“I’ve caught myself wish-cycling,” Moore said. “When I have a #5 plastic on campus, it’s so hard not to put it in the recycling bin because I know it’s recyclable! But the university doesn’t accept #5. When I talk to people in the waste industry, they often say that wish-cycling is the biggest problem. It’s a contamination issue.”
Moore said the recycling rule, in this case, is: “When in doubt, throw it out.”
“If I know something is recyclable at home but not on campus, I often bring it home to stop myself from wish-cycling on-campus,” Trimble said.
The recycling process on campus
The University of Illinois is unique in the realm of recycling because we host our very own waste transfer station. Located just south of campus, it processes 10 million pounds of waste a year — and about 2 million of those pounds are recycled. The station is open for tours to both university-affiliated personnel and the general public.
“A lot of universities, companies, and even municipalities do not have their own waste transfer station,” Moore said. “Having your own station is an advantage because we have more oversight of the operations.”
F&S employees collect waste and recycling from all across campus and bring it to the transfer station. The recyclables are dumped onto a conveyor belt, and employees meticulously sort the materials by hand. After sorting, the various recyclable materials are baled and sold to a vendor. The vendor then initiates the actual recycling process wherein new products are made. The revenue from the sale of recyclables helps reduce the cost of handling the landfilled waste.
“I think everyone should tour the waste transfer station because it’s so eye-opening,” Moore said. “When you go there, it’s not just one plastic bottle anymore. You see that one bottle adds up to hundreds.”
Unfortunately, both the university and our vendors have to make recycling decisions with economics in mind. For example, it is more expensive for the university to recycle glass than it is to landfill it, and that’s why glass is not collected on campus.
However, Moore maintains that the inability to recycle everything isn’t the primary concern. Instead, the priority needs to be increasing the efficiency of the infrastructure we already have in place. Counting only accepted recyclables on campus, the university still has a very low diversion rate — that is, we do not divert much waste from landfills.
“If we can recycle every single piece of paper, aluminum can, and plastic beverage container, our diversion rate will be tremendous. Instead of always thinking about what more we can recycle, we need to focus on how we can optimize our current recycling stream and system. Those products — the paper, cans, and containers — are still ending up in the landfill,” Moore said.
New projects on campus
F&S has been improving the recycling infrastructure on campus to make it more user-friendly and ultimately increase our diversion rate. One such project is the implementation of dual outdoor bins. You’ve probably noticed that most of the outdoor trash cans on campus, notably on the Main Quad, are actually a conjoined “landfill” bin and a “recycling” bin.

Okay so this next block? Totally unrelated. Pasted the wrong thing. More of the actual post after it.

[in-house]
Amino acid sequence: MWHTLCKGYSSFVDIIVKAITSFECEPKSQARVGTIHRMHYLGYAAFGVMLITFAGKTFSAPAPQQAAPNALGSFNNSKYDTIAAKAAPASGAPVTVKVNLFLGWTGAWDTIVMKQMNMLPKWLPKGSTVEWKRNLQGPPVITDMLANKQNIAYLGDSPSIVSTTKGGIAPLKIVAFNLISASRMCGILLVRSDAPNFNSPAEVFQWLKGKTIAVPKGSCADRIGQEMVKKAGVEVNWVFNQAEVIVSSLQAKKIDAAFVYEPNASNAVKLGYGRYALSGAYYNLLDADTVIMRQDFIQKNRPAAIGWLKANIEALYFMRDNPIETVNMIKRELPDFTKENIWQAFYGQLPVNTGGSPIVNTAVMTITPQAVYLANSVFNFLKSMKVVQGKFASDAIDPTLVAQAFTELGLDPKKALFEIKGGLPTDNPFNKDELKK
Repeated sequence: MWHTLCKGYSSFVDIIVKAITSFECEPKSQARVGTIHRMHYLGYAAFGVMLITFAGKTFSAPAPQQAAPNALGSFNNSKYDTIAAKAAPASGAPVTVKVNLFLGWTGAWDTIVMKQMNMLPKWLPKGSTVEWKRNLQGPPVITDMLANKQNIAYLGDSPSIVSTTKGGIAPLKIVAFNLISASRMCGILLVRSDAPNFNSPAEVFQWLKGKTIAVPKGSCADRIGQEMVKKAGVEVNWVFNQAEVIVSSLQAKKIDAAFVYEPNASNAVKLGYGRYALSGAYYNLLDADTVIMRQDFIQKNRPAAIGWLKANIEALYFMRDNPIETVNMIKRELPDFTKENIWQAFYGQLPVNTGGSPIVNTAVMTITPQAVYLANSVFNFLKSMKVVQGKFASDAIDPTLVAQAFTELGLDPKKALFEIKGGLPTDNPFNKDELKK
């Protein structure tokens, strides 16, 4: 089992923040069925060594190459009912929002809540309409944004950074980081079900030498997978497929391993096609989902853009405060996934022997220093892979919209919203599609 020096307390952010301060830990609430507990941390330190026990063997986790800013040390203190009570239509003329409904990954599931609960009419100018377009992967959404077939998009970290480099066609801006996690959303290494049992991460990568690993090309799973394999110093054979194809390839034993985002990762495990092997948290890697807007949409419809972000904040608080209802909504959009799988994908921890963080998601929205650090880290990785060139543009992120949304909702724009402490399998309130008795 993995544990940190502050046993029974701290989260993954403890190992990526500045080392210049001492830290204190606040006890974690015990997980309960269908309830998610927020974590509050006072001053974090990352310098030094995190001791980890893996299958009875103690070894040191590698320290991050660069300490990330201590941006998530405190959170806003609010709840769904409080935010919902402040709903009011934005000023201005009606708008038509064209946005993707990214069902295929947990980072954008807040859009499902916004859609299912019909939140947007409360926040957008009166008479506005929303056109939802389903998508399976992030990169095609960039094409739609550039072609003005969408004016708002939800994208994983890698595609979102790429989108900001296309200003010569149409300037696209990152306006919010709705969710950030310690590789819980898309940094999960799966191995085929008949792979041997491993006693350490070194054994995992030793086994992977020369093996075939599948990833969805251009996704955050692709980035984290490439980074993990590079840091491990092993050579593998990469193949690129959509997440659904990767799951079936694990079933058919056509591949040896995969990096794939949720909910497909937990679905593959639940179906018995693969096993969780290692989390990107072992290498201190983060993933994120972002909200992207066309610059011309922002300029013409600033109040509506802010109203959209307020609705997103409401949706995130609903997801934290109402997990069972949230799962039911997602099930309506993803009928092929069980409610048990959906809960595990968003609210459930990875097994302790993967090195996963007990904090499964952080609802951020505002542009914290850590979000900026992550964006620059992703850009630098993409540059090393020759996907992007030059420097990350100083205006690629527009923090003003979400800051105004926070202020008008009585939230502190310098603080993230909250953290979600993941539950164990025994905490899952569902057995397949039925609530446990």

“We’re trying to eliminate individual receptacles because if there is a trash bin by itself, people will just use a trash bin, even for recyclable material,” Moore said. “But if every single trash bin always has a recycling bin next to it, that’s making it more convenient for people to use the correct bin.”
Another project, funded by the Student Sustainability Committee (SSC), is the installation of new shadow boxes. These three-compartmentalized bins make it crystal clear what is recyclable and what is not.
“The shadow boxes give you all the choices right when you walk up to them: landfill, paper, and bottles and cans,” Trimble said. “This is special because when recycling bins and trash cans are separated from each other, it can be harder for someone to make the correct choice — especially when they are in a hurry!”
F&S workers installed the first shadow boxes at the Illini Union last semester; they are currently working to install more all over campus.
iSEE is assisting F&S with these infrastructural improvements, as well as focusing on engagement and education. You can vow to help campus be more sustainable by signing the “Use the Bin” Pledge, as described in the iCAP 2020 Objective 5.3.1. This electronic signature is supposed to hold staff, students, and faculty accountable for changing the way they think about waste.
“Behavior change is the biggest thing. At the end of the day, it is somebody’s individual responsibility to do the right thing and to understand what our role is with waste generation,” Moore said.
“We are working on all the other aspects of this massive global problem (climate change and waste management), and you can do your part by putting the correct items in the correct bins!” said Morgan White, Associate Director of F&S.
Reuse and reduce
Despite all of this information, “Recycle” has somehow outshone its counterparts, “Reuse” and “Reduce.” They’re all three parts of a whole. And due to the flaws of recycling, one could argue that reusing and reducing are more important to make a significant decrease in one’s footprint.
“I always emphasize: The first thing is to reduce and reuse,” Moore said. “Our entire society generates way too much recyclable material. The issue isn’t whether we can reuse or repurpose items — the issue is we are way too disposable. Purchase reusable, durable goods instead of single-use, recyclable items. Recycling is a great last resort if you have no other options. But first, rethink if you actually need that plastic to-go cup.”
iSEE hosts a Waste Reduction Challenge every October and a Plastic Free Challenge every March to instill these ideas of reducing consumption into the campus community.
“We must minimize how much waste we generate, whether it’s landfilled or recycled. We of course want to promote recycling, but there is so much we can do before that – actions that are more significant to our whole sustainability goals and mentality,” Moore said.
— Article by iSEE Communications Intern Maria Maring